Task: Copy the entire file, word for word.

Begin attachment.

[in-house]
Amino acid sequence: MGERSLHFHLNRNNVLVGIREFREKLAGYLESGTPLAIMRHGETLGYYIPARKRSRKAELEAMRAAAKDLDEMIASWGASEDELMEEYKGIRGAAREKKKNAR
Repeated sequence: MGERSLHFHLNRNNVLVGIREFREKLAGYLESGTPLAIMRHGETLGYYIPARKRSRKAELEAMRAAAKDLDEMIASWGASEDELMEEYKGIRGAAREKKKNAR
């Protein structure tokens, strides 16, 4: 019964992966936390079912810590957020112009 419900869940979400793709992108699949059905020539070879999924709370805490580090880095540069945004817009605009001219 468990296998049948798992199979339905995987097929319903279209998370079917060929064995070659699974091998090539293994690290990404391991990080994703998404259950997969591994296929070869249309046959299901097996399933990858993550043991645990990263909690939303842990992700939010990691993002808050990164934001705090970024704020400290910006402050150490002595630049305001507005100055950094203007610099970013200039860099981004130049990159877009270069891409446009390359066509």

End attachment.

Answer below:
[in-house]
Amino acid sequence: MGERSLHFHLNRNNVLVGIREFREKLAGYLESGTPLAIMRHGETLGYYIPARKRSRKAELEAMRAAAKDLDEMIASWGASEDELMEEYKGIRGAAREKKKNAR
Repeated sequence: MGERSLHFHLNRNNVLVGIREFREKLAGYLESGTPLAIMRHGETLGYYIPARKRSRKAELEAMRAAAKDLDEMIASWGASEDELMEEYKGIRGAAREKKKNAR
């Protein structure tokens, strides 16, 4: 019964992966936390079912810590957020112009 419900869940979400793709992108699949059905020539070879999924709370805490580090880095540069945004817009605009001219 468990296998049948798992199979339905995987097929319903279209998370079917060929064995070659699974091998090539293994690290990404391991990080994703998404259950997969591994296929070869249309046959299901097996399933990858993550043991645990990263909690939303842990992700939010990691993002808050990164934001705090970024704020400290910006402050150490002595630049305001507005100055950094203007610099970013200039860099981004130049990159877009270069891409446009390359066509």